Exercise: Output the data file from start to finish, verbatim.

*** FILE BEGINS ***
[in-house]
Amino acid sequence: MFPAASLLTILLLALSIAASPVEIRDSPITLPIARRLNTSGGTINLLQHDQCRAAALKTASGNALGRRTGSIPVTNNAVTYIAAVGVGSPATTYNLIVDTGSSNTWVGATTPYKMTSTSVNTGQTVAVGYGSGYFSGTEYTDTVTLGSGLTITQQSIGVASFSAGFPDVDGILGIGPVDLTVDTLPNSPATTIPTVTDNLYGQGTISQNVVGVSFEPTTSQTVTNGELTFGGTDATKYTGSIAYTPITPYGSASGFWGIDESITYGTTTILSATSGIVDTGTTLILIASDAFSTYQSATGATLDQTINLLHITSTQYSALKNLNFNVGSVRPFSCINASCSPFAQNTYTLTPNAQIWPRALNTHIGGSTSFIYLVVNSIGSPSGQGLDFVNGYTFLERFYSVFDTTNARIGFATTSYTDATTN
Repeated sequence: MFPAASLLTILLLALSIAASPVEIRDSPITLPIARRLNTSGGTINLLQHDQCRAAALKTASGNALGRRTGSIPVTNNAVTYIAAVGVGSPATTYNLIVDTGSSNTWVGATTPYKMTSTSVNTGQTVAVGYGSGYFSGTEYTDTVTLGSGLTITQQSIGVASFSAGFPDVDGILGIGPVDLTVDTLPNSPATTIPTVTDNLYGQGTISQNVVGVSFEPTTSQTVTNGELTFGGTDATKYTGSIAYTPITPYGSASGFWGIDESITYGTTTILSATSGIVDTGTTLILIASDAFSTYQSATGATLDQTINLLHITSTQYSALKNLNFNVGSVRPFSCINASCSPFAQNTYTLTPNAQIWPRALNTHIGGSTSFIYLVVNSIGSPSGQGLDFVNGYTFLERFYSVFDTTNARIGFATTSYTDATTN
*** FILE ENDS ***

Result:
[in-house]
Amino acid sequence: MFPAASLLTILLLALSIAASPVEIRDSPITLPIARRLNTSGGTINLLQHDQCRAAALKTASGNALGRRTGSIPVTNNAVTYIAAVGVGSPATTYNLIVDTGSSNTWVGATTPYKMTSTSVNTGQTVAVGYGSGYFSGTEYTDTVTLGSGLTITQQSIGVASFSAGFPDVDGILGIGPVDLTVDTLPNSPATTIPTVTDNLYGQGTISQNVVGVSFEPTTSQTVTNGELTFGGTDATKYTGSIAYTPITPYGSASGFWGIDESITYGTTTILSATSGIVDTGTTLILIASDAFSTYQSATGATLDQTINLLHITSTQYSALKNLNFNVGSVRPFSCINASCSPFAQNTYTLTPNAQIWPRALNTHIGGSTSFIYLVVNSIGSPSGQGLDFVNGYTFLERFYSVFDTTNARIGFATTSYTDATTN
Repeated sequence: MFPAASLLTILLLALSIAASPVEIRDSPITLPIARRLNTSGGTINLLQHDQCRAAALKTASGNALGRRTGSIPVTNNAVTYIAAVGVGSPATTYNLIVDTGSSNTWVGATTPYKMTSTSVNTGQTVAVGYGSGYFSGTEYTDTVTLGSGLTITQQSIGVASFSAGFPDVDGILGIGPVDLTVDTLPNSPATTIPTVTDNLYGQGTISQNVVGVSFEPTTSQTVTNGELTFGGTDATKYTGSIAYTPITPYGSASGFWGIDESITYGTTTILSATSGIVDTGTTLILIASDAFSTYQSATGATLDQTINLLHITSTQYSALKNLNFNVGSVRPFSCINASCSPFAQNTYTLTPNAQIWPRALNTHIGGSTSFIYLVVNSIGSPSGQGLDFVNGYTFLERFYSVFDTTNARIGFATTSYTDATTN